The Campaign for Domestic Happiness – Isabella Beeton (1861) – Part One

book309You know me – I love reading about social and domestic history of times past, and so when I rediscovered this book on the TBR piles, it took my fancy. Plus, I had just been reminded of the (slightly younger) version of the U.S. domestic handbook by Catherine Beecher and Harriet Beecher Stowe (pub. 1869) and so this book won the lottery of What-To-Read-Next.

beetonThis title is actually a collection of different pieces taken from Beeton’s well-known Book of Household Management, a valuable guide for the domestic householders of Victorian times and an intriguing social history document as seen through today’s eyes. It’s part of the Penguin Great Food Series which looks interesting in and of itself.

This post will be in a notes format as that seems to be the most sensible way to approach this:


  • Morning calls (which actually happen after lunch) should be short (15-20 mins) and are required after a dinner party, ball, or picnic. The visiting lady may remove her boa and her neckerchief, but not her shawl or bonnet. (The latter being removed implies that the visitor is planning to stay much longer than the allotted time – what horrors!)
  • About gargling at the dinner table: “The French and other continentals have a habit of gargling the mouth; [sic], but it is a custom which no English gentlewoman should in the slightest degree, imitate.”


  • Re: “French beef”: “It is all but universally admitted that the beef of France is greatly inferior in quality to that of England, owing to inferiority of the pastures…”
  • It’s recommended to serve boiled Brussels Sprouts in the shape of a pineapple: “A very pretty appearance…”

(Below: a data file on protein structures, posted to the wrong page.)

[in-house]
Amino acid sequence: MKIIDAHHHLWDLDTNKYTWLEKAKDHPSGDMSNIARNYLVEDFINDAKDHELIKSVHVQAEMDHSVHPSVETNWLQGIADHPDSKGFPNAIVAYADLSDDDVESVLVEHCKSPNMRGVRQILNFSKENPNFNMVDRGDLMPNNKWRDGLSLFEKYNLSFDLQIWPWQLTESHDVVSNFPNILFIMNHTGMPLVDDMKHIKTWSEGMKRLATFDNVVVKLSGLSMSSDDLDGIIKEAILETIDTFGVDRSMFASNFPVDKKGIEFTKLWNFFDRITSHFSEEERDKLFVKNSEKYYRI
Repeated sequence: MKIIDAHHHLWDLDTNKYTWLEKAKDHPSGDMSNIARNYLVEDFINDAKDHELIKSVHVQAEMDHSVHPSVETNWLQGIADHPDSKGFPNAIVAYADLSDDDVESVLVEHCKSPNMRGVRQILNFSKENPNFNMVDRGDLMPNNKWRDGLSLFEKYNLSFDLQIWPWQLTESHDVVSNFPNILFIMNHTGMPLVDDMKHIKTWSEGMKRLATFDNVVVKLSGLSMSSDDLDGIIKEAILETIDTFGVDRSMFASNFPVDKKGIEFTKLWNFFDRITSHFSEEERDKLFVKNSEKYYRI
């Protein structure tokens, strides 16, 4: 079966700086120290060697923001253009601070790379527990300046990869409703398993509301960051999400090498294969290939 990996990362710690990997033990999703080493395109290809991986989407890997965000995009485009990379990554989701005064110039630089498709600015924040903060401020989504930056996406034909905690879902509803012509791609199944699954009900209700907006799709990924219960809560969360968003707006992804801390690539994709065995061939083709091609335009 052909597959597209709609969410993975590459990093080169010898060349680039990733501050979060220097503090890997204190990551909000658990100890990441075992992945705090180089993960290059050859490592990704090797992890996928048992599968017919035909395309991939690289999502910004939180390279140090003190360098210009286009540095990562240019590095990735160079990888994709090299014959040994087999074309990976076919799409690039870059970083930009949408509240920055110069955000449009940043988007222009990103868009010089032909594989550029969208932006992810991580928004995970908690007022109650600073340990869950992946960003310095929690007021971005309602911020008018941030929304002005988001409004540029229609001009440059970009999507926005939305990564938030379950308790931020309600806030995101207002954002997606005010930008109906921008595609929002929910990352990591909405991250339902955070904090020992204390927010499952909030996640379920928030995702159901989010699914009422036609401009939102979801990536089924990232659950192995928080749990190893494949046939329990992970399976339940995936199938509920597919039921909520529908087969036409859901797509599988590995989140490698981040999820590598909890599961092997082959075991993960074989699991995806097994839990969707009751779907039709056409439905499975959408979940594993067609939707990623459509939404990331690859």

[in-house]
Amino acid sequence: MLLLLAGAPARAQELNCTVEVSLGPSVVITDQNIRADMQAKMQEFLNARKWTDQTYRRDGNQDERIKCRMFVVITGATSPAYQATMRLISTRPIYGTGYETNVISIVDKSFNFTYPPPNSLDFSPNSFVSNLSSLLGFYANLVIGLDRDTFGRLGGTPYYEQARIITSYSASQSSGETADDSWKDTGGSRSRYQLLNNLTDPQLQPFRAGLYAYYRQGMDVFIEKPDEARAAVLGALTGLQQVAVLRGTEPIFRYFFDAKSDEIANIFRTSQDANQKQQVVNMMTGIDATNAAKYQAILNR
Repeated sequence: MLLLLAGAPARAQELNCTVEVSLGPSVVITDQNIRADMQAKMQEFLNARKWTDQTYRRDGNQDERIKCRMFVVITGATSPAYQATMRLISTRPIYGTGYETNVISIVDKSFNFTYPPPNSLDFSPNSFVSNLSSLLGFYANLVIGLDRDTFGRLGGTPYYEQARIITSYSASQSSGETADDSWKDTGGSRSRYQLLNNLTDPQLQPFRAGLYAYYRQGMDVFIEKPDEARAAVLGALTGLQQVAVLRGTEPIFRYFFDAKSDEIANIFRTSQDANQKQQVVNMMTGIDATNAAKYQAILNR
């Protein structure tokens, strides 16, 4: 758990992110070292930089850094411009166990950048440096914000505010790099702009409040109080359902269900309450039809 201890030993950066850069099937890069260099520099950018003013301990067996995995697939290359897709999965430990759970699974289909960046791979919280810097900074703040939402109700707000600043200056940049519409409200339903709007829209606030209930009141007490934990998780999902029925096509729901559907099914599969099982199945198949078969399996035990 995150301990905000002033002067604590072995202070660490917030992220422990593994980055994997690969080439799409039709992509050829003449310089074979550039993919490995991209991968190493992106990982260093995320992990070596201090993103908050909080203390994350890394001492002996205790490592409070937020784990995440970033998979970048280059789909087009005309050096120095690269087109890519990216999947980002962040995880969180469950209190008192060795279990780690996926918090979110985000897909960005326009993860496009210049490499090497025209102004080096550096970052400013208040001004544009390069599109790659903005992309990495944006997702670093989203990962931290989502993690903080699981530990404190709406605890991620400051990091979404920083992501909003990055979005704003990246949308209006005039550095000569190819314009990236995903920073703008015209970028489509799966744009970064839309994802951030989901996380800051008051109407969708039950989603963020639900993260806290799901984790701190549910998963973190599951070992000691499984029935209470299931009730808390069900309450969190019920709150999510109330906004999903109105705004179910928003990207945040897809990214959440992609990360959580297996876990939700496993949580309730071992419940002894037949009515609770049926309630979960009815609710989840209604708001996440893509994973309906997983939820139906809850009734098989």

• Cucumbers should be “excluded from the regimen of the delicate” as it’s “neither nutrition or digestible…”
  • Other options suggested for dinner parties: fried ox-feet/cow-heel, veal cake (“so convenient for picnics”) and lark pie (especially with lark tongues). Potted partridge is also another option.


  • Ices/Sorbets: “The aged, delicate and children should abstain from ices or iced beverages…stilton as they are apt to provoke indisposition” in the digestive process.
  • Milk: “This bland and soothing article of diet is excellent for the majority of thin, nervous people.”
  • Cheese: “A celebrated gourmand remarked that a dinner without cheese is like a woman with one eye.” Also, Stilton (which my dad used to love) was also called British Parmesan, but Beeton warns that “decomposing cheese” is “not wholesome eating, and the line must be drawn somewhere…” (My dad would wait until his Stilton was almost walking away and then he would eat it. Chuckle.)

As this post was getting somewhat unwieldy, I’ll end here and post Part Two at another time.

P.S. WordPress has changed. Wah. (Although I have no right to complain as it’s free.) :-}


Readin’, Readin’, Readin’….

It’s been slightly tough for me to find a book that I absolutely adore lately – one that I hate to put down for a break (and to do life things). There was a great read in David Grann’s The Devil and Sherlock Holmes (post to come), but then I was faffing about trying to read some Halloween-ish writing. I had enjoyed the short stories of Edgar Allan Poe earlier in the summer, so picked up a huge collection of his work and read some of those. However, I didn’t seem to find any that were half as a good as the short stories I had read earlier and I wasn’t ready to plough through his verbose writing. So – took that book back to the library.